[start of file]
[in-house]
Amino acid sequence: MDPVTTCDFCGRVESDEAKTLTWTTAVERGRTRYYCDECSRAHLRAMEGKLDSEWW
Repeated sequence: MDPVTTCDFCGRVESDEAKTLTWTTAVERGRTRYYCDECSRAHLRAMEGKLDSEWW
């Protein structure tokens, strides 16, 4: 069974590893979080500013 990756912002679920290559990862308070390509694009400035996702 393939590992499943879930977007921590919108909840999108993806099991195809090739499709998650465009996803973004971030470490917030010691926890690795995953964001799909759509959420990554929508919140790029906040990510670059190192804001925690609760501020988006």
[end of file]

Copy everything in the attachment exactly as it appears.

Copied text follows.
[in-house]
Amino acid sequence: MDPVTTCDFCGRVESDEAKTLTWTTAVERGRTRYYCDECSRAHLRAMEGKLDSEWW
Repeated sequence: MDPVTTCDFCGRVESDEAKTLTWTTAVERGRTRYYCDECSRAHLRAMEGKLDSEWW
């Protein structure tokens, strides 16, 4: 069974590893979080500013 990756912002679920290559990862308070390509694009400035996702 393939590992499943879930977007921590919108909840999108993806099991195809090739499709998650465009996803973004971030470490917030010691926890690795995953964001799909759509959420990554929508919140790029906040990510670059190192804001925690609760501020988006």